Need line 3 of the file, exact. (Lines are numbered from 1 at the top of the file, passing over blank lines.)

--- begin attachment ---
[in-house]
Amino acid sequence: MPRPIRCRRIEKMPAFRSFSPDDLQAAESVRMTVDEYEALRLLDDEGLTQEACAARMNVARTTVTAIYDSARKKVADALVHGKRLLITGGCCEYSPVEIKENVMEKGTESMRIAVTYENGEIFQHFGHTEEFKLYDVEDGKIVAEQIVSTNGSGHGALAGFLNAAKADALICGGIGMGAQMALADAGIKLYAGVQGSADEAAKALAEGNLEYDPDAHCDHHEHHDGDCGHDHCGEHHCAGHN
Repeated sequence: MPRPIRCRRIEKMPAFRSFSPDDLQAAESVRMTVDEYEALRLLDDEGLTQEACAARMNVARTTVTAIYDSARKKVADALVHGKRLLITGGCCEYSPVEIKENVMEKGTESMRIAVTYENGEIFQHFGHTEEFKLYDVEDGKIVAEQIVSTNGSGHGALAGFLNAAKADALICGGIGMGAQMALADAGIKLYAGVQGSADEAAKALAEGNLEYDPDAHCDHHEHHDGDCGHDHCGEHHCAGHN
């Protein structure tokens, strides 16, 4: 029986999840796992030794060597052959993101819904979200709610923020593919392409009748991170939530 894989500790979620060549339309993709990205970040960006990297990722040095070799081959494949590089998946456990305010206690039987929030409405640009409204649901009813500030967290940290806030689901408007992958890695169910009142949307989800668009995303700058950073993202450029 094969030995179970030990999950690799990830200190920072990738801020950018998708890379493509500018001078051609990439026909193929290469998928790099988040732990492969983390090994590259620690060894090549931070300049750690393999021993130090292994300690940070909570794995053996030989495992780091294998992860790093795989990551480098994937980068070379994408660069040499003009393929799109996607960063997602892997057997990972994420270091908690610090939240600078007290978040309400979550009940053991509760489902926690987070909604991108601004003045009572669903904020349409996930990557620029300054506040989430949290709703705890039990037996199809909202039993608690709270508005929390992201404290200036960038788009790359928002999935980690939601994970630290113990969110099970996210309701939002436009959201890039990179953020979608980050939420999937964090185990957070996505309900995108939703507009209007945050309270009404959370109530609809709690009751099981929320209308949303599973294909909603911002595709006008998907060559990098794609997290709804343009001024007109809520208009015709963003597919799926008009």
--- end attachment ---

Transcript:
Repeated sequence: MPRPIRCRRIEKMPAFRSFSPDDLQAAESVRMTVDEYEALRLLDDEGLTQEACAARMNVARTTVTAIYDSARKKVADALVHGKRLLITGGCCEYSPVEIKENVMEKGTESMRIAVTYENGEIFQHFGHTEEFKLYDVEDGKIVAEQIVSTNGSGHGALAGFLNAAKADALICGGIGMGAQMALADAGIKLYAGVQGSADEAAKALAEGNLEYDPDAHCDHHEHHDGDCGHDHCGEHHCAGHN